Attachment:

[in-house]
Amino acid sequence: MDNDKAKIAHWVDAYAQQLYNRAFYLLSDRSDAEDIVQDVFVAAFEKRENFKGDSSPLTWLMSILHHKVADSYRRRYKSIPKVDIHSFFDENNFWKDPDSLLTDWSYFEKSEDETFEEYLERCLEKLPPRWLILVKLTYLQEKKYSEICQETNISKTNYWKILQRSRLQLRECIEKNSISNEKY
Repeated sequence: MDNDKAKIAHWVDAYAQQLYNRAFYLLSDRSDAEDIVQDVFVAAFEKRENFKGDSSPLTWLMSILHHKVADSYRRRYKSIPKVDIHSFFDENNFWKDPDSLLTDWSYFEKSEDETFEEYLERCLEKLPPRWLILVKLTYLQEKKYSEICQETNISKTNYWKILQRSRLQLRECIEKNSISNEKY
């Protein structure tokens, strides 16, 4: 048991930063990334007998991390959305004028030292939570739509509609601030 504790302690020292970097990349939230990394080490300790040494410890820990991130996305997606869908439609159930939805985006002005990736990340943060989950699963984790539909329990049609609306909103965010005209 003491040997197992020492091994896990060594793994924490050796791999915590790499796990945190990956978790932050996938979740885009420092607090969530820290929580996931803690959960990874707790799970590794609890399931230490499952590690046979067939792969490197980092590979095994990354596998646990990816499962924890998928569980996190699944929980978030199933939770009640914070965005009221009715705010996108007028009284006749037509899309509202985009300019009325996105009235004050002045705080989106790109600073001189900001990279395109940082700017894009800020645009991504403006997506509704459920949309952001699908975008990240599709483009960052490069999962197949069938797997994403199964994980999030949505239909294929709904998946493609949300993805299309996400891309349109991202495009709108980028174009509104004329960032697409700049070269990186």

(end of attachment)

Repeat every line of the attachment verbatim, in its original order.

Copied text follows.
[in-house]
Amino acid sequence: MDNDKAKIAHWVDAYAQQLYNRAFYLLSDRSDAEDIVQDVFVAAFEKRENFKGDSSPLTWLMSILHHKVADSYRRRYKSIPKVDIHSFFDENNFWKDPDSLLTDWSYFEKSEDETFEEYLERCLEKLPPRWLILVKLTYLQEKKYSEICQETNISKTNYWKILQRSRLQLRECIEKNSISNEKY
Repeated sequence: MDNDKAKIAHWVDAYAQQLYNRAFYLLSDRSDAEDIVQDVFVAAFEKRENFKGDSSPLTWLMSILHHKVADSYRRRYKSIPKVDIHSFFDENNFWKDPDSLLTDWSYFEKSEDETFEEYLERCLEKLPPRWLILVKLTYLQEKKYSEICQETNISKTNYWKILQRSRLQLRECIEKNSISNEKY
């Protein structure tokens, strides 16, 4: 048991930063990334007998991390959305004028030292939570739509509609601030 504790302690020292970097990349939230990394080490300790040494410890820990991130996305997606869908439609159930939805985006002005990736990340943060989950699963984790539909329990049609609306909103965010005209 003491040997197992020492091994896990060594793994924490050796791999915590790499796990945190990956978790932050996938979740885009420092607090969530820290929580996931803690959960990874707790799970590794609890399931230490499952590690046979067939792969490197980092590979095994990354596998646990990816499962924890998928569980996190699944929980978030199933939770009640914070965005009221009715705010996108007028009284006749037509899309509202985009300019009325996105009235004050002045705080989106790109600073001189900001990279395109940082700017894009800020645009991504403006997506509704459920949309952001699908975008990240599709483009960052490069999962197949069938797997994403199964994980999030949505239909294929709904998946493609949300993805299309996400891309349109991202495009709108980028174009509104004329960032697409700049070269990186």